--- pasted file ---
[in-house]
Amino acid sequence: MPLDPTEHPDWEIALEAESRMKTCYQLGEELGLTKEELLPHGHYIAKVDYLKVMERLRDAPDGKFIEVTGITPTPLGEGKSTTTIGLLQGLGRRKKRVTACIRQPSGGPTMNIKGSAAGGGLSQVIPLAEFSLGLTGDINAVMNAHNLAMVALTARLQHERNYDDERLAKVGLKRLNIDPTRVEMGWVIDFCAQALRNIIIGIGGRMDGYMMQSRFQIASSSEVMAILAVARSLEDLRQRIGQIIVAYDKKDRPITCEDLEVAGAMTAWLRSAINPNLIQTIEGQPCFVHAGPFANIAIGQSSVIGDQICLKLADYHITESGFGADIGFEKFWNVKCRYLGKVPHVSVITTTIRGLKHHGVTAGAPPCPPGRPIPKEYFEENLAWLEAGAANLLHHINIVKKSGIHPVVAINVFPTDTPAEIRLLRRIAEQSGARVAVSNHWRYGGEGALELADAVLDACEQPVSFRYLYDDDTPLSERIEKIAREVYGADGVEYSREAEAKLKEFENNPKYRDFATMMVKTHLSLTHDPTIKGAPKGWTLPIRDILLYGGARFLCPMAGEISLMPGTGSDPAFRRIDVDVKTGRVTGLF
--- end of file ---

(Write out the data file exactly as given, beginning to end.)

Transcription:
[in-house]
Amino acid sequence: MPLDPTEHPDWEIALEAESRMKTCYQLGEELGLTKEELLPHGHYIAKVDYLKVMERLRDAPDGKFIEVTGITPTPLGEGKSTTTIGLLQGLGRRKKRVTACIRQPSGGPTMNIKGSAAGGGLSQVIPLAEFSLGLTGDINAVMNAHNLAMVALTARLQHERNYDDERLAKVGLKRLNIDPTRVEMGWVIDFCAQALRNIIIGIGGRMDGYMMQSRFQIASSSEVMAILAVARSLEDLRQRIGQIIVAYDKKDRPITCEDLEVAGAMTAWLRSAINPNLIQTIEGQPCFVHAGPFANIAIGQSSVIGDQICLKLADYHITESGFGADIGFEKFWNVKCRYLGKVPHVSVITTTIRGLKHHGVTAGAPPCPPGRPIPKEYFEENLAWLEAGAANLLHHINIVKKSGIHPVVAINVFPTDTPAEIRLLRRIAEQSGARVAVSNHWRYGGEGALELADAVLDACEQPVSFRYLYDDDTPLSERIEKIAREVYGADGVEYSREAEAKLKEFENNPKYRDFATMMVKTHLSLTHDPTIKGAPKGWTLPIRDILLYGGARFLCPMAGEISLMPGTGSDPAFRRIDVDVKTGRVTGLF